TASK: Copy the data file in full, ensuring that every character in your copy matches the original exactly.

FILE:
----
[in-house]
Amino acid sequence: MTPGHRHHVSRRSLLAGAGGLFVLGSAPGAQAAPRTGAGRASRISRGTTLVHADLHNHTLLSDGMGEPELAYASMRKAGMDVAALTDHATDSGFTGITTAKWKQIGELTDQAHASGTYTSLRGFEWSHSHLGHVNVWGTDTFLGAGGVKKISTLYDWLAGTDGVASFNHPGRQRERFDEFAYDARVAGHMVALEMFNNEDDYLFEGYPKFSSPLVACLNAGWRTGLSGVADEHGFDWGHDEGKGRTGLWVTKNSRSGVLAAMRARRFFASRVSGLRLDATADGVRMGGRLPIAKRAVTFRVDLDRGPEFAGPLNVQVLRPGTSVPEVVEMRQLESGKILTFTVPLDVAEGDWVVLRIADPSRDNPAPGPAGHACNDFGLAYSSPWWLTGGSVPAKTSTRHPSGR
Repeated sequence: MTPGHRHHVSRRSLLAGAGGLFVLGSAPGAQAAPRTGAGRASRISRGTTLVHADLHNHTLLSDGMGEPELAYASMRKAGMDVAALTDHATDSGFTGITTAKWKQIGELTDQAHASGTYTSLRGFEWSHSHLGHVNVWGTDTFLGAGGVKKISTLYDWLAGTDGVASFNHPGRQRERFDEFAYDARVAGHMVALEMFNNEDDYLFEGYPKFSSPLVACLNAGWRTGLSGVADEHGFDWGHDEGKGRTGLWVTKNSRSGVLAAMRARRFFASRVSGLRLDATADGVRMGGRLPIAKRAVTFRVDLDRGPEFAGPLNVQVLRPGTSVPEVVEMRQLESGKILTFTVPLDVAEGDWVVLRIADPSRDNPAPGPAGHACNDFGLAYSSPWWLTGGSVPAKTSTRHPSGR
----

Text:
[in-house]
Amino acid sequence: MTPGHRHHVSRRSLLAGAGGLFVLGSAPGAQAAPRTGAGRASRISRGTTLVHADLHNHTLLSDGMGEPELAYASMRKAGMDVAALTDHATDSGFTGITTAKWKQIGELTDQAHASGTYTSLRGFEWSHSHLGHVNVWGTDTFLGAGGVKKISTLYDWLAGTDGVASFNHPGRQRERFDEFAYDARVAGHMVALEMFNNEDDYLFEGYPKFSSPLVACLNAGWRTGLSGVADEHGFDWGHDEGKGRTGLWVTKNSRSGVLAAMRARRFFASRVSGLRLDATADGVRMGGRLPIAKRAVTFRVDLDRGPEFAGPLNVQVLRPGTSVPEVVEMRQLESGKILTFTVPLDVAEGDWVVLRIADPSRDNPAPGPAGHACNDFGLAYSSPWWLTGGSVPAKTSTRHPSGR
Repeated sequence: MTPGHRHHVSRRSLLAGAGGLFVLGSAPGAQAAPRTGAGRASRISRGTTLVHADLHNHTLLSDGMGEPELAYASMRKAGMDVAALTDHATDSGFTGITTAKWKQIGELTDQAHASGTYTSLRGFEWSHSHLGHVNVWGTDTFLGAGGVKKISTLYDWLAGTDGVASFNHPGRQRERFDEFAYDARVAGHMVALEMFNNEDDYLFEGYPKFSSPLVACLNAGWRTGLSGVADEHGFDWGHDEGKGRTGLWVTKNSRSGVLAAMRARRFFASRVSGLRLDATADGVRMGGRLPIAKRAVTFRVDLDRGPEFAGPLNVQVLRPGTSVPEVVEMRQLESGKILTFTVPLDVAEGDWVVLRIADPSRDNPAPGPAGHACNDFGLAYSSPWWLTGGSVPAKTSTRHPSGR